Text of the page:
Skip to Main Content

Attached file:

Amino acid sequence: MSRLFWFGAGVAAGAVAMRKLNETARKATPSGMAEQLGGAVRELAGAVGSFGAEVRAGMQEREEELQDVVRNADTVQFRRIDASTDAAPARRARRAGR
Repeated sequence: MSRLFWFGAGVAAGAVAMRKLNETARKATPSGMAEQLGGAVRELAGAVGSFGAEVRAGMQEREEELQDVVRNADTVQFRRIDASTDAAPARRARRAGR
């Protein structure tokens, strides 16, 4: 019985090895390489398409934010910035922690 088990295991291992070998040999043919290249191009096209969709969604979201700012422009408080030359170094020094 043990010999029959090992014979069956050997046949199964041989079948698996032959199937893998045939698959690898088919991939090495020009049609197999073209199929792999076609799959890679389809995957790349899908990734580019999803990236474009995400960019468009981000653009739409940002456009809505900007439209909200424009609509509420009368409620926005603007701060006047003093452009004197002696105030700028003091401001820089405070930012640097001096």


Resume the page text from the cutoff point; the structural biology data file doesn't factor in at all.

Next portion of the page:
In this paper we describe a model of a decentralised system in which there may be no global information repository and the demand for particular resources changes over time. Agents must therefore organise the information that is available to them locally in order to adaptively respond to changes in demand in an efficient manner. Where previous studies have explored the role of system heterogeneity brought about by limiting knowledge or using decision procedures that diversify agent behaviour, here we focus specifically on how varying the amount of information available to agents affects the flow of information. By conducting a thorough evaluation of our model, the results demonstrated that when agents possessed only a limited awareness of their peers within their neighborhood, they exhibited self-organising behaviour resulting in the emergence of community structures that support locally shared information. By limiting the quantity of information shared by constraining an agent's memory size, we found that a stable local community behavior emerged that was robust and efficient, and also adaptive when the whole agent population was exposed to global fluctuations in service demand.